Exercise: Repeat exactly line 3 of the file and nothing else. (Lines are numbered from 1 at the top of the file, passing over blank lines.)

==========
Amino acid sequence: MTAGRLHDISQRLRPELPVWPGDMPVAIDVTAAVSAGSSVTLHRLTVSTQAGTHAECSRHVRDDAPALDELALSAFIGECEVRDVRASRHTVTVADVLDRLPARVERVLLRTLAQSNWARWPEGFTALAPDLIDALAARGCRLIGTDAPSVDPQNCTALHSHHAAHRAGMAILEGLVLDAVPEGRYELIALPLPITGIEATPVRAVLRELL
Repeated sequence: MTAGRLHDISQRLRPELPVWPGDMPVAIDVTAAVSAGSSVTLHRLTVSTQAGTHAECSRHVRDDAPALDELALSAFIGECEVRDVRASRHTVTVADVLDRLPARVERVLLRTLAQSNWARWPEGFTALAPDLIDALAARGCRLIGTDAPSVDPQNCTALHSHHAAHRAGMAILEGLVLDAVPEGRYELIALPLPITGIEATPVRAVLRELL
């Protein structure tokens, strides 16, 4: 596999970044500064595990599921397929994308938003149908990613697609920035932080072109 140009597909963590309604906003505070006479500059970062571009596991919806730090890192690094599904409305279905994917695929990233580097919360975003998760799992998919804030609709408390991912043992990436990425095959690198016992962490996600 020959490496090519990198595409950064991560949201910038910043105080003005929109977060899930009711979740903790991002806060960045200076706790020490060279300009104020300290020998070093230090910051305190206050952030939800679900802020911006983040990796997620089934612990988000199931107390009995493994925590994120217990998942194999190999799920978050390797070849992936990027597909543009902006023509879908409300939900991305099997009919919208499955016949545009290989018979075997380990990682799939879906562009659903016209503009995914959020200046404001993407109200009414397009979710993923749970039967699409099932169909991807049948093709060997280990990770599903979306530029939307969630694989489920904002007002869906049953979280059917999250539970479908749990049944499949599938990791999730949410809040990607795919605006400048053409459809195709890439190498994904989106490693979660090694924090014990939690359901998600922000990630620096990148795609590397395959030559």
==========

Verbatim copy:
């Protein structure tokens, strides 16, 4: 596999970044500064595990599921397929994308938003149908990613697609920035932080072109 140009597909963590309604906003505070006479500059970062571009596991919806730090890192690094599904409305279905994917695929990233580097919360975003998760799992998919804030609709408390991912043992990436990425095959690198016992962490996600 020959490496090519990198595409950064991560949201910038910043105080003005929109977060899930009711979740903790991002806060960045200076706790020490060279300009104020300290020998070093230090910051305190206050952030939800679900802020911006983040990796997620089934612990988000199931107390009995493994925590994120217990998942194999190999799920978050390797070849992936990027597909543009902006023509879908409300939900991305099997009919919208499955016949545009290989018979075997380990990682799939879906562009659903016209503009995914959020200046404001993407109200009414397009979710993923749970039967699409099932169909991807049948093709060997280990990770599903979306530029939307969630694989489920904002007002869906049953979280059917999250539970479908749990049944499949599938990791999730949410809040990607795919605006400048053409459809195709890439190498994904989106490693979660090694924090014990939690359901998600922000990630620096990148795609590397395959030559």